This is just as true today, as it was in Marx’s time in the mid 19th century. However, the ruling classes have now become experts at hiding the workers who produce these goods from the public eye: in the west at least.
Just ask yourself where your laptop was made?
Or indeed any of the clothes you are wearing. Unless you can afford to be a shopper with a huge ethical conscience — I certainly cannot — it’s most likely they were made in a factory in the global south, under horrendous working conditions: as bad as anything in Victorian Britain.
It’s just you don’t have to see or hear about the people who make the goods you consume now, because, well, they are thousands of miles away.
Refusing to discuss, in any great detail, the ethical implications of living in a society that is essentially one giant vortex of transactions, ensures massive gaps begin to form in Trentmann’s argument.
Trentmann attempts to convince the reader that we’ve been living in an age of consumption, anyway, for more than 500 years.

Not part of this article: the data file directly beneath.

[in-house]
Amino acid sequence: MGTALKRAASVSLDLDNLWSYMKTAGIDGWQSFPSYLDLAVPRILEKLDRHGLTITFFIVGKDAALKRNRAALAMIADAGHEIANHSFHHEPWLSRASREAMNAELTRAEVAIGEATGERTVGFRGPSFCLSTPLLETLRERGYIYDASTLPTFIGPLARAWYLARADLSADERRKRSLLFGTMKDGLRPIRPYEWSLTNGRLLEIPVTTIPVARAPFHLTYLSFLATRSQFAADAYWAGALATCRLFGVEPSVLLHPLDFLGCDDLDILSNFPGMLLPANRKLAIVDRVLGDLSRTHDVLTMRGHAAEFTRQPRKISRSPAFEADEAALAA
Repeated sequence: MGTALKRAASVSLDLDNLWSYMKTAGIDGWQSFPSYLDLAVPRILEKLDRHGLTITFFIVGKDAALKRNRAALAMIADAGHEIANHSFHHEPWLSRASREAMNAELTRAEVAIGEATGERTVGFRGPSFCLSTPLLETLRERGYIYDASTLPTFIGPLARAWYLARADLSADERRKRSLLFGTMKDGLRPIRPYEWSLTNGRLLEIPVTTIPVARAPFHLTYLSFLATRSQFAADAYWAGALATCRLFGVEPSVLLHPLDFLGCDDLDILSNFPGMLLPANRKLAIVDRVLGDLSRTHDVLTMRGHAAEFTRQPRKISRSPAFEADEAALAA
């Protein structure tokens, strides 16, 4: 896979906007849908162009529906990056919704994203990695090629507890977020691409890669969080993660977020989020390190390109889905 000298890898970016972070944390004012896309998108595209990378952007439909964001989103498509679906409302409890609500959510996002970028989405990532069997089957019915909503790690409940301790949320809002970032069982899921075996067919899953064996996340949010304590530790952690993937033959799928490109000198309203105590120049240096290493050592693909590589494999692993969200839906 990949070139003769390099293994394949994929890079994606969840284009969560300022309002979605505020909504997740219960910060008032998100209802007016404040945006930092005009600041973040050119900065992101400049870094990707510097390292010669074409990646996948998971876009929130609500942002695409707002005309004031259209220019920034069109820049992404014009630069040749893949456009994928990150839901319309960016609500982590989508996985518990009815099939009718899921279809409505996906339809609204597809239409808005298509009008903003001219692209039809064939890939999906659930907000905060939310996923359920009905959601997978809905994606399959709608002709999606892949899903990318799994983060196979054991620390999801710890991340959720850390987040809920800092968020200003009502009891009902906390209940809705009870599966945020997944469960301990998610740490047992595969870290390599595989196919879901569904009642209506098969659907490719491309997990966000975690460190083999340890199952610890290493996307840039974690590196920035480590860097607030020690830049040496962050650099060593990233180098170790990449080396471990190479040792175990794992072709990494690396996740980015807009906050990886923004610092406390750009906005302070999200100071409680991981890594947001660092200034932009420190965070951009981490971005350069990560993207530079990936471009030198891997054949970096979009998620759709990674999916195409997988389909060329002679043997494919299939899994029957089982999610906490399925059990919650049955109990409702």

And, that whether we like it or not, “we need to face up to the considerable power and resilience that consumer culture has demonstrated.”
The sheer scope and ambition of Trentmann’s narrative ensures that anyone who takes the time to read this mammoth undertaking of research certainly won’t come away feeling bored.
However, right-leaning historians like Trentmann, Niall Ferguson, Jesse Norman, and others, who write books aimed to prop up the neo-liberal agenda — masquerading as impartial history — ought to have the decency to state their thesis from the outset: which is to defend the status quo, side with the establishment, and reinforce, at all costs, the power that capitalism strangles over most layers of society.